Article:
Disasters are predominantly constructed as undesirable, destructive events associated with loss of lives, livelihoods and hard-won development. Yet disasters can be constructive. A disaster can potentially be a ‘wake-up call’ to warn affected communities to take action concerning the overlooked or neglected aspects of disaster risk reduction (DRR). In particular, above-threshold or unprecedented disaster events such as the 2004 Indian Ocean tsunami, Hurricane Katrina in the US in 2005, the 2010 Haiti earthquake, and the 2011 Tohoku earthquake and tsunami in Japan can not only shift perception paradigms but also create ‘windows of opportunity’ (Birkmann et al. 2010) to enhance community resilience.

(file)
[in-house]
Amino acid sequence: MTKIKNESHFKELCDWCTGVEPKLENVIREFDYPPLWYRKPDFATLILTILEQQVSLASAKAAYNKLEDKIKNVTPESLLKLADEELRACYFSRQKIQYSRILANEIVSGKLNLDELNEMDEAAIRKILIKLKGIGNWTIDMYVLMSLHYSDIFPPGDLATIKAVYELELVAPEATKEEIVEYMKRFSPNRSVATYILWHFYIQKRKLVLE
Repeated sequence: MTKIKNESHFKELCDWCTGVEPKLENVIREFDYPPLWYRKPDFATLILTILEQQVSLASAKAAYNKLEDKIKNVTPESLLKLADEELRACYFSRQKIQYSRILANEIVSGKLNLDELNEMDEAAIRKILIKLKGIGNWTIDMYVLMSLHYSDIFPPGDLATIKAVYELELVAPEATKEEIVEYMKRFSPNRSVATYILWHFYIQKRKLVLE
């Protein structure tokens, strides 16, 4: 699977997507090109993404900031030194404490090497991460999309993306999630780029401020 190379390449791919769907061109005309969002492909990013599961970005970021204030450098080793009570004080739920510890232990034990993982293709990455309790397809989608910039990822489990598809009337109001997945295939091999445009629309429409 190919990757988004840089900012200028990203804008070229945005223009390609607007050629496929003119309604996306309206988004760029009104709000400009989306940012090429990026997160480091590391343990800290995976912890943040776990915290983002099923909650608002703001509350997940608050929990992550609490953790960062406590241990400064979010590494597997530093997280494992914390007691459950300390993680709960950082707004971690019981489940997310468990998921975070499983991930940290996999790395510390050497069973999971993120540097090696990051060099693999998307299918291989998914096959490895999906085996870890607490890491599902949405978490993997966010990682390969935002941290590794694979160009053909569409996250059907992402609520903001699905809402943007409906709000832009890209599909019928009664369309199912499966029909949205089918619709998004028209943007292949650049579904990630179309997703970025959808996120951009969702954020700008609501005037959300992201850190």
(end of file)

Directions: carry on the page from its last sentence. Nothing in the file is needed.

However, according to Birkmann et al. (2010) there is little empirical evidence to suggest that countries, particularly those in the developing world, that have experienced unprecedented crises have used such disaster events as ‘windows of opportunity’ to enhance resilience to disasters. This is an important gap which needs reflection by disaster risk scientists, particularly those involved in disciplines associated with disaster research and scholarship. But, how can we know whether these above-threshold disaster events have created ‘windows of opportunities’ for positive change? One of the ways is to examine whether these events have provided increased impetus to the implementation of the global disaster policy, the Hyogo Framework for Action (HFA), which was adopted in Japan in 2005.